The injury occurred on a block attempt, and his knee buckled and hit the floor on his descent. He limped off the court with assistance.
The injury could be a complex ligament injury to at least one or more of the main ligaments of the knee (ACL/PCL/LCL/MCL). There is also a chance that when he made contact with the ground he could have sustained a fracture. Updates will follow pending an X-ray and MRI. Regardless, he will most likely miss the rest of the season including the tournament.
This is the same knee that he had injured during his first two seasons with Duke and forced him to miss significant playing time.
How will Purdue adapt to the absence of Isaac Haas?
Heartbreaking news filled the likes of college basketball just this Friday, when it was announced Purdue senior, Issac Haas, will miss the rest of the NCCA tournament with a broken elbow. The big man was going up for a contested rebound, which caused him to fall directly on his right, shooting elbow.
The aftermath of the play had Haas grimacing in pain, laying on his frontside. Although there have been great attempts on Haas’s end to petition himself to the NCCA to be able to play through the injury, he will likely be out 3-5 months with season ending surgery.
This is a monumental blow for the Boilermakers. Going into season, the goal was nothing short of a national title. The specialization of talent that Purdue had extended far in many categories, along with their experience, instilled fear in many teams.
Positions 1-5 each had their specific skill set which complemented everyone perfectly. The emergence of guards, Carsen Edwards and P.J. Thompson, allowed for coach Painter to play a scoring combo guard along with a true point guard to provide an excess of offensive opportunities.
Beyond that, sharp shooting senior, Dakota Mathias, has been able to get open shots all year because of the respect his guards and big men command. Before the injury to Haas, their front court consisted of Haas, Matt Haarms, and Vince Edwards. Haarms has burst onto to the scene this year with his copious amounts of energy and a 7’3” 250 pound frame.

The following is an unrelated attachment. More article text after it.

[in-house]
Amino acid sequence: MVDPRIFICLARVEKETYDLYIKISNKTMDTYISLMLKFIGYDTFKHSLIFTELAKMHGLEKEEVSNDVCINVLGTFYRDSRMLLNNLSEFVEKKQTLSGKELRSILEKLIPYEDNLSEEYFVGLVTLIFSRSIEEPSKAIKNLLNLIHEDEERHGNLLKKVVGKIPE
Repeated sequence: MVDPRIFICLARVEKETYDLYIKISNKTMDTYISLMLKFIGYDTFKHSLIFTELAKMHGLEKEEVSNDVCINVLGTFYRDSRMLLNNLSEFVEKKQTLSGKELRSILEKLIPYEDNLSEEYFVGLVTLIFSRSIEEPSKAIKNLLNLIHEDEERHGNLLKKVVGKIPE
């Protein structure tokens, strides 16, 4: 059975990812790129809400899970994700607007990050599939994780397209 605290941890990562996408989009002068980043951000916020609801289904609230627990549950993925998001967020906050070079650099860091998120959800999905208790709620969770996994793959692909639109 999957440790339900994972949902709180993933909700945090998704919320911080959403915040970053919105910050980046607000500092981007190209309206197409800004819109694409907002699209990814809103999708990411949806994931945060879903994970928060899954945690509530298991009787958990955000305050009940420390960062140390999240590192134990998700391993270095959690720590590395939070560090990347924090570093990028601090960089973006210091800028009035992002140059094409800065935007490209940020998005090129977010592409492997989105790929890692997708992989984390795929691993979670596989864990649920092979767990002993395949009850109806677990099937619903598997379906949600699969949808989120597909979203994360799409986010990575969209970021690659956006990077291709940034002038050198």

The freshman’s attributes are felt everywhere, but especially on the defensive end with his length and great ability to protect the rim. Senior Vince Edwards has played a pivotal role this year with his ability to score at all three levels. Edwards’ senior leadership somehow finds a way to shine bright during crunch time.
When everyone is a threat on the court, defenses can’t practice triage and show more attention to the best player. Often, Haas would require double and triple teams to be thrown at him, and with the displacement of attention, people like Dakota Mathias and Carsen Edwards got wide open shots.
With the subtraction of Haas, Purdue will have to rely on their playmakers to become more selfish. V. Edwards, Mathias, and C. Edwards will have to show up every night, staying ready for whatever is thrown at them, while understanding the bulk of scoring rests on their shoulders.
Haarms doesn’t have near the girth Haas had, but he must utilize his length and energy to dominate the offensive and defensive glass. The loss of Haas assumes there will be a decrease in offensive rebounding, which means Purdue has to make every shot count. The loss of Haas will simplify the opposition’s game plan tremendously and significantly changes the way the Boilermakers play basketball.